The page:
Aneuploidy screening for abnormal chromosomes
Euploid embryos have the correct number and amount of chromosomal material. Aneuploid embryos do not. Healthy cells have 23 sets of chromosomes, including one set of chromosomes called the sex chromosomes that determine the sex of the child. With aneuploidy screening, embryos are screened to determine if they have the correct number of chromosomes, or if there is a rearrangement of the chromosomes, known as a translocation.
A Trisomy 21, or Downs Syndrome Embryo has an aneuploid amount of chromosomes. It has an extra chromosome 21. In the past, Dallas IVF, and other IVF programs that offered PGD would typically screen for only 5 or 10 sets of chromosomes through a technique known as fluorescent in-situ hybridization (F.I.S.H.). Although this techniques is still available throughout the country, our practice now offers array CGH (comparative genomic hybridization) to our patients.
Through the technique of array CGH, we can now screen all 23 sets of chromosomes to know which embryos are healthy and which are not. Array CGH has revolutionized PGD and has greatly benefited our patients.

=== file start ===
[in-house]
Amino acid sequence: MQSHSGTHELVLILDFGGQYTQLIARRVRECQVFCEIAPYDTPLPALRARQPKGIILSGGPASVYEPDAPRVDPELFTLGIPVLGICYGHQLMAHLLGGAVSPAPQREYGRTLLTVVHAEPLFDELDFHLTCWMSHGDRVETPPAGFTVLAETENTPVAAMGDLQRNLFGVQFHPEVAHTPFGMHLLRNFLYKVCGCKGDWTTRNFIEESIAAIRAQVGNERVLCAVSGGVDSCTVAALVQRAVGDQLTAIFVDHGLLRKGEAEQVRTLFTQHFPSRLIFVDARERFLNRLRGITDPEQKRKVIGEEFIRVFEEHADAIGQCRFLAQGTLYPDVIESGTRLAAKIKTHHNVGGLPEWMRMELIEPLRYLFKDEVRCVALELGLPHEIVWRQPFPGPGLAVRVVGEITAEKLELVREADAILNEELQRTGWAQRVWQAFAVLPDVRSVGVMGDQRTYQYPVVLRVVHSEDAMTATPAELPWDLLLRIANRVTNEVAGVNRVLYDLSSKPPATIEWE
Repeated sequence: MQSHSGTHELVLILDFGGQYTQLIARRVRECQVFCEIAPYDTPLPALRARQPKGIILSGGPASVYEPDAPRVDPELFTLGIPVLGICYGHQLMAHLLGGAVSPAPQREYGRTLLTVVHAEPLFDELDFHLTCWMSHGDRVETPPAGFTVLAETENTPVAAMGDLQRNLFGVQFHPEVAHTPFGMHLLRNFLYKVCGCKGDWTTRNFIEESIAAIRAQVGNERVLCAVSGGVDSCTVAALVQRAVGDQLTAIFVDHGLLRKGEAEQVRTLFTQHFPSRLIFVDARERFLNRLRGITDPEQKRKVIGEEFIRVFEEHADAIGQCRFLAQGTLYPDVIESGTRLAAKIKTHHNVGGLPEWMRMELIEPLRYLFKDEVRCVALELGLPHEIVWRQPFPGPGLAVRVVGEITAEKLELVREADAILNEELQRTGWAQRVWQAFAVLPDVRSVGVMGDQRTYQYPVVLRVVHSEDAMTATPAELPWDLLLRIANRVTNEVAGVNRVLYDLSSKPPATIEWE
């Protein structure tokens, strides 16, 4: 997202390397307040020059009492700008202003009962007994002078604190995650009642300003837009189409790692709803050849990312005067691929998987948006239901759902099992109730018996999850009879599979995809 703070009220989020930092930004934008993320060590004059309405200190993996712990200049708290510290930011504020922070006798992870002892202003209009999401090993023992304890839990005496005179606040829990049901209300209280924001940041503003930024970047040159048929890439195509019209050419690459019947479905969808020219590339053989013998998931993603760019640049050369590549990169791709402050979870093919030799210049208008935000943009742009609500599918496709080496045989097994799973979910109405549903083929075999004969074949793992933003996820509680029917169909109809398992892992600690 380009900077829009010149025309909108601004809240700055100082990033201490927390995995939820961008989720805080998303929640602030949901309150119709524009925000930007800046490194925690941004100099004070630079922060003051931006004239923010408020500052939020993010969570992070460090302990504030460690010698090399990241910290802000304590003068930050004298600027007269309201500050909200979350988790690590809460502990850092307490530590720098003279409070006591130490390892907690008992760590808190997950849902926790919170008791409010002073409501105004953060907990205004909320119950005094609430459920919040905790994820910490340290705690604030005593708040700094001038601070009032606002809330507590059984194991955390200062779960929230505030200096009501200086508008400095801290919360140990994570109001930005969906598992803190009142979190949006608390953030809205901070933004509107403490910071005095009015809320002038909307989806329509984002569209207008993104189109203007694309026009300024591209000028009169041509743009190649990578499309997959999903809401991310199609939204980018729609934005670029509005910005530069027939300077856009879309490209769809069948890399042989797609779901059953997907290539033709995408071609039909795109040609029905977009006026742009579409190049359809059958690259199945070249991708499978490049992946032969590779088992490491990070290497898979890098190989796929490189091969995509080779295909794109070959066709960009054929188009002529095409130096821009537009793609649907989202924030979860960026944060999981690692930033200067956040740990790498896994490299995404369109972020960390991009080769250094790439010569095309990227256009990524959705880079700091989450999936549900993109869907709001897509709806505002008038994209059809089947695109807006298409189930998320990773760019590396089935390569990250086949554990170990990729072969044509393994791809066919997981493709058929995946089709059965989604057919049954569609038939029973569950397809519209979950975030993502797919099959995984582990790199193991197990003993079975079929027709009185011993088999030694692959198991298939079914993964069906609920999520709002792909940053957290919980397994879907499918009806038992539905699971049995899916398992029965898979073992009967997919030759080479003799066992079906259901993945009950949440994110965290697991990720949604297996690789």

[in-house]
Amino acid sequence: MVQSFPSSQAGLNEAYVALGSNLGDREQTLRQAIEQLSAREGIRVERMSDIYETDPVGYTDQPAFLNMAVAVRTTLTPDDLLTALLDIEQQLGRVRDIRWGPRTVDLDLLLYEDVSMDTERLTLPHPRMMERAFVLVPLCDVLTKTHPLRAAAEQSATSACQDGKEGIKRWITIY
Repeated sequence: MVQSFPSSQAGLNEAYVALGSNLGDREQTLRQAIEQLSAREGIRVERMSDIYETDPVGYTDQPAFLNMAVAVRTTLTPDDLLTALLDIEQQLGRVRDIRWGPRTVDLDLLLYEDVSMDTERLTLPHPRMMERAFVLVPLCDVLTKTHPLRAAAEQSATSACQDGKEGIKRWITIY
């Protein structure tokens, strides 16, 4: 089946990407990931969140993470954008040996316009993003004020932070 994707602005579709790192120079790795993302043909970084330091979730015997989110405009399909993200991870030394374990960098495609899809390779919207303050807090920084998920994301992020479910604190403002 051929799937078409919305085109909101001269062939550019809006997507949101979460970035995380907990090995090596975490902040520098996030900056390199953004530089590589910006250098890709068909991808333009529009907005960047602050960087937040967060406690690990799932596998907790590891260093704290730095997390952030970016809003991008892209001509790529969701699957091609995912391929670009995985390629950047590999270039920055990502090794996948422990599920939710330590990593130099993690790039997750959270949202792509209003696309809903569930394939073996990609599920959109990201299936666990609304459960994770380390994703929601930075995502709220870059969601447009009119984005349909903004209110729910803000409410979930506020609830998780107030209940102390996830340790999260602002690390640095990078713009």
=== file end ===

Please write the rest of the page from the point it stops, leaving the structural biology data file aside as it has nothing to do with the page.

Approximately one in 600 individuals carries a balanced translocation. With a balanced translocation, an individual has the correct amount of chromosomal material and is healthy. However, a piece of one chromosome has switched places with another chromosome.
Since the human embryo contains half its genetic material from each parent, there is a high probability that an embryo formed from an individual with a balanced translocation will either have too little or too much genetic material. The abnormal amount of genetic material causes the embryo to be ‘unbalanced’ and poses an extremely high rate of miscarriage.
For couples who suffer from repetitive miscarriages, also known as recurrent abortion, our office will obtain parental chromosomal studies to determine if either the man or woman has a balanced translocation that could be the contributing cause for their pregnancy losses. With PGD performed for translocations, our team at Dallas IVF will perform trophectoderm biopsies on all healthy appearing blastocysts on day 5. In addition, we reevaluate the embryos again on day 6 and if any additional blastocysts are present, we will perform additional biopsies. Array cGH, comparative genomic hybridization, is then performed on the biopsied cells. The laboratory results will then clearly show which embryos are healthy for not only the translocation, but also give us information on all 23 sets of chromosomes.